Dealing with failure
When I reached 8500m on Everest in 2013 we turned back with the Summit in sight.
Before this moment it became apparent that our lead guide was so ill that there was no real option but to abort the final section and descend.
Up to this moment I had of course struggled as you do in minus temperatures – strong side winds with only 30% oxygen breathing into my body but I was still strong and focused. For this attempt we had linked to 10,000 students around the globe via Skype so not to reach the top was devastating for me but for the students a real lesson in how important a human life is compared to summiting some random mountain!
For weeks after this event I went into a dark place with feelings of regret and what ifs! I had been in this position before on other expeditions and I feel if you choose to live your life running high end expeditions coping with disappointment is just apart of it.
So lessons learnt from the 2013 expedition was very difficult- I felt I was ok but of course we made the correct decision to get out of there at the point of death.
2019 ascent on Everest was something I was nervous about but also looking forward to. I went with a great company who some of the owners / members I knew already. The team itself were all great climbers with a proven history of a different level of mental strength. So the planets were aligned.
I felt I was the weak link as my fitness was not up to scratch so I headed out 1 month before meeting the team to acclimatise and put strength into my body.
I never assume I am 100% ready for an expedition- I’m an ordinary person who isn’t a natural athlete so in my head I had to prepare more to at least be in a fighting chance of keeping up.
On March 2 I started my walk in the Khumbu region of the Himalayas- beginning in the lower valleys to then climbing the 3 high passes to 5200m in snow blizzard and cold. I walked up 4 mountains above 5000m and managed to sleep and eat well to maintain my health.
By the time I met the ascent team at Base Camp Everest I felt strong light and ready. On reflection though I now ask myself , did I do too much training? Did I expose myself to the elements too early. Now I’m sick and questioning my movements then these are the ‘what if’ moments that spring to mind.
Each day on the build up to the first ascent we would stay as healthy as possible – washing – showering – eating as healthy as possible. One key point is keeping away from trekkers.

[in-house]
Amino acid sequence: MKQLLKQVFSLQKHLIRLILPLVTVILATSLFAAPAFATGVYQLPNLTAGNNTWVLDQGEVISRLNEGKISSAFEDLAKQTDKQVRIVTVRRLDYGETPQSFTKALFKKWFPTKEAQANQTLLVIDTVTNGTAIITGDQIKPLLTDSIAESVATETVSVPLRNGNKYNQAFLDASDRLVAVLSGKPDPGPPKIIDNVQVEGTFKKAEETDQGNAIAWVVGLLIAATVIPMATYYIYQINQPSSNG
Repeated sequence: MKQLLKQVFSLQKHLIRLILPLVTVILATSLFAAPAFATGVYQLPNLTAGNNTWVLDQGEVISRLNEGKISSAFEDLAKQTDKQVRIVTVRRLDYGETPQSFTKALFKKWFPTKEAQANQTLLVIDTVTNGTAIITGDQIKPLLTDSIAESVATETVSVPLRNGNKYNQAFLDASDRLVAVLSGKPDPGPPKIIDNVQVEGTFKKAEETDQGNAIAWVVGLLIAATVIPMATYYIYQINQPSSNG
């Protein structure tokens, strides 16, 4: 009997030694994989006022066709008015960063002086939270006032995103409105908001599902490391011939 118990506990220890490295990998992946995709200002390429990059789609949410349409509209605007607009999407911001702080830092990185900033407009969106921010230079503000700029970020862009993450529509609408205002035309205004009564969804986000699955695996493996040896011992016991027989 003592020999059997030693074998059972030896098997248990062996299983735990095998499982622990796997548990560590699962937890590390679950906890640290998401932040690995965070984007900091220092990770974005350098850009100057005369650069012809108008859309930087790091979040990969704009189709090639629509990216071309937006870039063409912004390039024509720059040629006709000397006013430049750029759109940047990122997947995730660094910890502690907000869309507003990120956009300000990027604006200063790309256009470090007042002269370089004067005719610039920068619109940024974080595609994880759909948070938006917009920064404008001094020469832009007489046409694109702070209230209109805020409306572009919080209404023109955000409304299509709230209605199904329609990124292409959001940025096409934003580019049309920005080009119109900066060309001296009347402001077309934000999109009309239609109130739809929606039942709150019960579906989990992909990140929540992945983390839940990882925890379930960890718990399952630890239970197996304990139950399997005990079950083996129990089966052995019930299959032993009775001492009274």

Over 40,000 trekkers walk this route to BC each year and pay a considerable lot less then the mountain ascent teams. They walk around the expedition camps taking photographs of the teams like we are monkeys in a zoo. This is all fine of course – we are all living our own adventures. However, bringing germs into an expedition is serious stuff so actual contact with trekkers is frowned up on by some and I agree with this.
There are usually 350 ascent climbers plus guides, porters – Base Camp staff – cooks etc so the community at Base Camp can be in the thousands. This again is a breeding space for germs. I heard that this year there was a mild epidemic of flu in Base Camp which explains a lot.
However, I don’t want to keep banging on about this because in our camp of roughly 30 people I was the only one to get sick and I have no idea why or how this happened.
So how does some one cope with failure?
First of all recording the moment is important. Any decisions you make under stress are generally made through experience. By assessing the moment at the time will allow you a clearer perspective of what is the right action to carry out. Understanding the moment and recording your decisions for future reflection is such an important part of this.
2 months down the line you will question your actions – you will look only at the situation through a new and relaxed perspective forgetting most of the pressures you were actually under.
A final point is that the worst thing you can do at the moment of trying to make a decision is not making one at all. This is why training and experience is so important.
Everything I do right or wrong on expeditions or in my business life is open to self or team assessment. An honest debrief is all part of development – like braking a bone it grows back stronger.
Finally, for me the only way to cope in the future with momentary failure is to make sure you do everything possible in the moment to make it work! Cover all possibilities whilst you are still on the ground so when your sitting at home with a cup of tea in your favourite chair two months later reflecting, it makes it a lot more difficult to pick holes in why you “gave up”.
I have mentioned failure a lot in this but to be honest it’s probably the wrong word. In 2013 we saved a life from the summit and this year I got a bug from some where! which prevented me from pushing on. It also probably stopped me from getting a lot worse further up the mountain where rescue would have been difficult -putting other people’s life’s at risk along with infecting other members of the team.
Failure I feel is not attempting things in the first place. My own opinion is, life is about a series of experiences that can test you and will allow you to see who you really are. Most of us walk around with a shield in front of us pretending to be something different.
Exploration has given me the opportunity to expose my weaknesses. In this way I am pretty happy being who I am – I have never been the best at what I do but I have always followed my passion of seeing what’s around the next corner – with an instinct to explore.
Sir Ernest Shackleton once said,
“ better a live donkey than a dead lion”